I Can't Afford College: What to do When You Can't Afford School
When You Can't Afford to go to College- What to Do?
There's no college fund for you. Your part-time job isn't going to cut it. Or your full-time job is barely enough for you to get by. It seems that the American idea of "going to college" isn't going to be an option for you, even though you have the ability to succeed.
But are you really sure? When you can't afford to go to a four-year college, are you really considering all your options? Before you resort to undesirable methods that could put you into a bad financial situation, have you thought about community college, also known as junior college? This path, one that may not appear as glamorous as the typical four-year school "college experience" shown in movies and TV, can help get you on the path of college education, if it's your goal to learn.
Myths About Community College
Before you dismiss this option, you should know that there are some common myths about community college. Take a look at the truth about community college. It could be the way you can afford college after all.
Myth #1: Community college is for people who can’t get in somewhere else.
If you’ve heard that “Community College is 13th grade,” there’s an explanation. As state-funded institutions, community colleges are known for open admittance policies, meaning that there is usually no minimum ACT or SAT score required to get in and sign up for classes. They typically offer:
- Cheap tuition rates and financial aid from the FAFSA (Free Application for Federal Student Aid)
- Evening, weekend and online class availability
- The ability to transfer your credits to a four-year school, if you want to complete a Bachelor’s degree
- Co-ops or internships to give you real-world experience
- The freedom to choose your major, just as you would at a four-year school
Myth #2: Community college isn’t the same as a university.
It is true that the community college experience is different.
- Class sizes are smaller which can mean more attention from instructors.
- There are no dorms, which means tuition funds aren't spent on the upkeep of residence halls.
- The student body is more diverse, with people of all ages and life experiences.
- If there isn’t an extracurricular activity that interests you, you can start one, just as you could at a four-year school.
What's the most appealing aspect of community colleges?
Is the price tag worth it?
When considering which school to attend, consider the cost of tuition that you're paying as well as how much you expect to make upon graduation.
According to The Institute of Education Sciences, students in the 2011 - 2012 school year paid an average of $14,300 at public universities.
How important is it to make sure you can manage the cost of attending college?
Slate.com reported in May of 2014 that "...roughly 8.5 percent of college graduates between the ages of 21 and 24 were unemployed...roughly 44 percent of recent graduates meaning those ages 22 to 27 with a B.A. or higher—were in a job that did not technically demand a bachelor’s degree."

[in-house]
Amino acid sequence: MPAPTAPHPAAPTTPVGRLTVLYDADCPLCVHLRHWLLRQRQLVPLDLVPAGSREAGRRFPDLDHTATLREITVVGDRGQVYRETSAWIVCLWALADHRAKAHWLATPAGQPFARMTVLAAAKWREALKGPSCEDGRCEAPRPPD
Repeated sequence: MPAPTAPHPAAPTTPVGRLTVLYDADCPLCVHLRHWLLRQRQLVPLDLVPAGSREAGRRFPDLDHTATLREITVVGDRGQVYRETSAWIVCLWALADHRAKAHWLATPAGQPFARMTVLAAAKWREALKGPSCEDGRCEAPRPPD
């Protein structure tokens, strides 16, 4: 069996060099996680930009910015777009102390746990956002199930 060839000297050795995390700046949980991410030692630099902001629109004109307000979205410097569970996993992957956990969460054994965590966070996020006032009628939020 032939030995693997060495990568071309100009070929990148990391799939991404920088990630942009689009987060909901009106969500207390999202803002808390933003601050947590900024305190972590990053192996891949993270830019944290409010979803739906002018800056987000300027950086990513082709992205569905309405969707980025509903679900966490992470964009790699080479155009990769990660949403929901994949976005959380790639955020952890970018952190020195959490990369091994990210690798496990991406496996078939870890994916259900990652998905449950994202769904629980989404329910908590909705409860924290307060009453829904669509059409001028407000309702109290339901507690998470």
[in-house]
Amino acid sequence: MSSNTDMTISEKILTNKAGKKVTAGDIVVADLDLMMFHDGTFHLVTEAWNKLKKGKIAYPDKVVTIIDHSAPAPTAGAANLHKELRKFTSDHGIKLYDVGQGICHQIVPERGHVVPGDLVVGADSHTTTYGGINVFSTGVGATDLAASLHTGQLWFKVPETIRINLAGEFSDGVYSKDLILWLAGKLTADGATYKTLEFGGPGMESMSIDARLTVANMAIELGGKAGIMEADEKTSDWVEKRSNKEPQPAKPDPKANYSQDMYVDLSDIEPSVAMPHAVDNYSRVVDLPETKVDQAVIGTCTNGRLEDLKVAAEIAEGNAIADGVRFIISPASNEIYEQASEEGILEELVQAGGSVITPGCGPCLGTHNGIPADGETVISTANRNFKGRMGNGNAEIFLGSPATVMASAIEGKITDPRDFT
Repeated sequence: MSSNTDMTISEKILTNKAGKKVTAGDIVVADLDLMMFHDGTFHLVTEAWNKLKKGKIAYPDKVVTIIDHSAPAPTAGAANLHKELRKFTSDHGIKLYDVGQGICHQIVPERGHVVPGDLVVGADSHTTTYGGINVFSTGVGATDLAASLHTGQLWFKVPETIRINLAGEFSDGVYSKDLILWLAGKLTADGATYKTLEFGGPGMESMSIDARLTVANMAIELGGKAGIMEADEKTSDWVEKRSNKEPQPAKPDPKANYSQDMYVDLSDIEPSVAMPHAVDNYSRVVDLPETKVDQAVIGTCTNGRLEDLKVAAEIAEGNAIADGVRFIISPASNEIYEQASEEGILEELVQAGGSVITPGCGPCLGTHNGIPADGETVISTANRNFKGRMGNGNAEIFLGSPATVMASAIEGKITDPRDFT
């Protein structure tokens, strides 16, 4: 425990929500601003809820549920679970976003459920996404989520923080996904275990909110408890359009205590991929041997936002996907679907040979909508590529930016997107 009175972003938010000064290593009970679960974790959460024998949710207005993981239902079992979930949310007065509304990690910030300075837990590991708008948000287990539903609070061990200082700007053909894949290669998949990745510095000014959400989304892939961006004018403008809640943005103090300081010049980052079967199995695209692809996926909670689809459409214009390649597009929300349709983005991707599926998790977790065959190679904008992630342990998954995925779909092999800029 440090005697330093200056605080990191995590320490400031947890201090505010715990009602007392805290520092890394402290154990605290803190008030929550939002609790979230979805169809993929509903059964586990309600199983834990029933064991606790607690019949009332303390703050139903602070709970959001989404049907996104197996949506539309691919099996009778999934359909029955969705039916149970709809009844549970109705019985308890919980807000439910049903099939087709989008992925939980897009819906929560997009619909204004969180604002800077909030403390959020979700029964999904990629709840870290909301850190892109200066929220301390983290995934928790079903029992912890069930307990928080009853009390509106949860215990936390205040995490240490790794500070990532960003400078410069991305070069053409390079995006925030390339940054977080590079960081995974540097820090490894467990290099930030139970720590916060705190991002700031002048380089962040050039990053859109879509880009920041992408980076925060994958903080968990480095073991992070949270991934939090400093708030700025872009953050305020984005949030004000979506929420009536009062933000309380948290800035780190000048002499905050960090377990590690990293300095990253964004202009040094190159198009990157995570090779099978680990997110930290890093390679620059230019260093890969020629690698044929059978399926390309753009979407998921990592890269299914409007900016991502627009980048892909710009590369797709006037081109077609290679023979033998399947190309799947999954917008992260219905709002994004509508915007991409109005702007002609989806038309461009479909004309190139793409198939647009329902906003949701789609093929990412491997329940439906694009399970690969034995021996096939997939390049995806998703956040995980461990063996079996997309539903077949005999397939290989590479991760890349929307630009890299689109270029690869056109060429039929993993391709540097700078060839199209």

Working in such jobs and earning such salaries, can college grads manage their debts and pay for things like rent or a new car? These are questions to be asked.
Before making your final decision on where to attend school, consider the financial commitment you're making and how it will impact your future.
Myth #3: I want to go to a real school. I’ll be behind if I go to a community college.
By “real school”, do you mean a four-year college that costs twice as much?
- If your goal is to get a Bachelor’s degree, you can transfer your community college credits to a four-year school. However, it is wise to contact the Admissions office of the four-year school where you’d like to ultimately attend. Ask that university how credits typically transfer from the community college. A small amount of planning can make a big difference in the long run.
- If you’re concerned that a community college won’t challenge you enough, ask if there’s an honors program. Participating in an honors program can place you with others that also want to be academically challenged.
Tuition Costs for Selected Community Colleges
Tuition as low as $153 per credit hour
Tuition is $49.30 for half a credit hour.
Tuition varies based on resident or non-resident status.
$139 for one credit hour.
Per semester tuition/fees are $3,412 for in-district students.
Tuition per semester: $ 2,907 (Nevada); different prices for "With Parent & "Western Undergrad."
$290 per credit hour.
Varies: As low as $68 per credit hour for residents; as high as $192 per credit hour for non-residents.
$101 per credit hour or $1,200 per semester for Wyoming residents; separate cost for non-Wyoming students.
$1,144.00 per semester for North Carolina residents for 16 or more credit hours; $71.50 per semester hour.
© 2014 erinshelby